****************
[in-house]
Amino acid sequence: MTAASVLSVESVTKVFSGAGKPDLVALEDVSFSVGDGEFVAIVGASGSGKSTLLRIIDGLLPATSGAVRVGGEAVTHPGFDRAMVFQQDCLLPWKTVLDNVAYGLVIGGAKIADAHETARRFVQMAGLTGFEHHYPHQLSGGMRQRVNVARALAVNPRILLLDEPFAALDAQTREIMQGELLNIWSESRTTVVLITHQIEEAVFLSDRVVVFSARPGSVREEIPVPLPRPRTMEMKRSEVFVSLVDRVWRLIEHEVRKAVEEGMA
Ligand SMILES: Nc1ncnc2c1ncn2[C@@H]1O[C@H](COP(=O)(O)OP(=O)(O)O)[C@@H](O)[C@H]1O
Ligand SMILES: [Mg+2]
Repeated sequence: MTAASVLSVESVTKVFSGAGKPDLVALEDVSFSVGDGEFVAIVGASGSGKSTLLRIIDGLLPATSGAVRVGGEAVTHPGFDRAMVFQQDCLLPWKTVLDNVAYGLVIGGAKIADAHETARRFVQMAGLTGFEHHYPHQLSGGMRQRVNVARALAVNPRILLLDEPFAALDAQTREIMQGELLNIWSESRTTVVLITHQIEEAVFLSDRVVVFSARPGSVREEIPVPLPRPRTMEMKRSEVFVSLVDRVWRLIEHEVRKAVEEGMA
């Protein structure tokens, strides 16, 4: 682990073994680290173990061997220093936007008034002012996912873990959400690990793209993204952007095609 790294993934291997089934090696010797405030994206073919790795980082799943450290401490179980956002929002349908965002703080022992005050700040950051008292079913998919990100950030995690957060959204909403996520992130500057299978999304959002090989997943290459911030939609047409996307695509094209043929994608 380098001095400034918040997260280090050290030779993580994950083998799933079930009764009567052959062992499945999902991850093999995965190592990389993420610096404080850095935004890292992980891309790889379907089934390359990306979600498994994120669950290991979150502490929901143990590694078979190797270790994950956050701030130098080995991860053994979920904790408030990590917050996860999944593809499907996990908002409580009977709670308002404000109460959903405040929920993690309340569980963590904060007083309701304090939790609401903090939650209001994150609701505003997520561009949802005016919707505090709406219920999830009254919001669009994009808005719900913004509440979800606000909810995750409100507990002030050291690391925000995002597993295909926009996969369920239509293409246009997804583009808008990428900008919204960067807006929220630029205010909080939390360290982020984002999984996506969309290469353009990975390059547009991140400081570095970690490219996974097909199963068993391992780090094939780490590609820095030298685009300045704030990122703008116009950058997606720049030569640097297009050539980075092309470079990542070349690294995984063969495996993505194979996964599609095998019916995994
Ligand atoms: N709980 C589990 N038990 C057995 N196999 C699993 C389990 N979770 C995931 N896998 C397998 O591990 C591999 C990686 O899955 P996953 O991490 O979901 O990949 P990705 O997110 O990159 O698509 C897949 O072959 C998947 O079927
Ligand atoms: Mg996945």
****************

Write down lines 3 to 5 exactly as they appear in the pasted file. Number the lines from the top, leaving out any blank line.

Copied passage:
Ligand SMILES: Nc1ncnc2c1ncn2[C@@H]1O[C@H](COP(=O)(O)OP(=O)(O)O)[C@@H](O)[C@H]1O
Ligand SMILES: [Mg+2]
Repeated sequence: MTAASVLSVESVTKVFSGAGKPDLVALEDVSFSVGDGEFVAIVGASGSGKSTLLRIIDGLLPATSGAVRVGGEAVTHPGFDRAMVFQQDCLLPWKTVLDNVAYGLVIGGAKIADAHETARRFVQMAGLTGFEHHYPHQLSGGMRQRVNVARALAVNPRILLLDEPFAALDAQTREIMQGELLNIWSESRTTVVLITHQIEEAVFLSDRVVVFSARPGSVREEIPVPLPRPRTMEMKRSEVFVSLVDRVWRLIEHEVRKAVEEGMA